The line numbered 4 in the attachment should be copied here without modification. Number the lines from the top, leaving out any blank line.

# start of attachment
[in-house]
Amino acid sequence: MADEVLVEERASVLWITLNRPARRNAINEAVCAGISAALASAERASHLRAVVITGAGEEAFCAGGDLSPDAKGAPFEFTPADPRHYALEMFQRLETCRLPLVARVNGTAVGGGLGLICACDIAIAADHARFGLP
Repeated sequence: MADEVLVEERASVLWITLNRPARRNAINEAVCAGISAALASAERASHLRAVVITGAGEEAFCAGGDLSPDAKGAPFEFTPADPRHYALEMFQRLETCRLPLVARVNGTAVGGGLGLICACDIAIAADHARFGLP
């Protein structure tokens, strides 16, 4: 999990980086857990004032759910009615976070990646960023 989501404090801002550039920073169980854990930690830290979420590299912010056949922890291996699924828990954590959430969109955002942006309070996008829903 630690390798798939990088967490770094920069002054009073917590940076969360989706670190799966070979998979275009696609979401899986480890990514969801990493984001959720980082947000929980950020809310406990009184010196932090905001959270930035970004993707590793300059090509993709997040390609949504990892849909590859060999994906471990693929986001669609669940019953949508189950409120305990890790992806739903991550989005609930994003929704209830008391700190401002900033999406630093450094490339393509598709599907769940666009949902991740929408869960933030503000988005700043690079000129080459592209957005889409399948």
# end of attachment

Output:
């Protein structure tokens, strides 16, 4: 999990980086857990004032759910009615976070990646960023 989501404090801002550039920073169980854990930690830290979420590299912010056949922890291996699924828990954590959430969109955002942006309070996008829903 630690390798798939990088967490770094920069002054009073917590940076969360989706670190799966070979998979275009696609979401899986480890990514969801990493984001959720980082947000929980950020809310406990009184010196932090905001959270930035970004993707590793300059090509993709997040390609949504990892849909590859060999994906471990693929986001669609669940019953949508189950409120305990890790992806739903991550989005609930994003929704209830008391700190401002900033999406630093450094490339393509598709599907769940666009949902991740929408869960933030503000988005700043690079000129080459592209957005889409399948």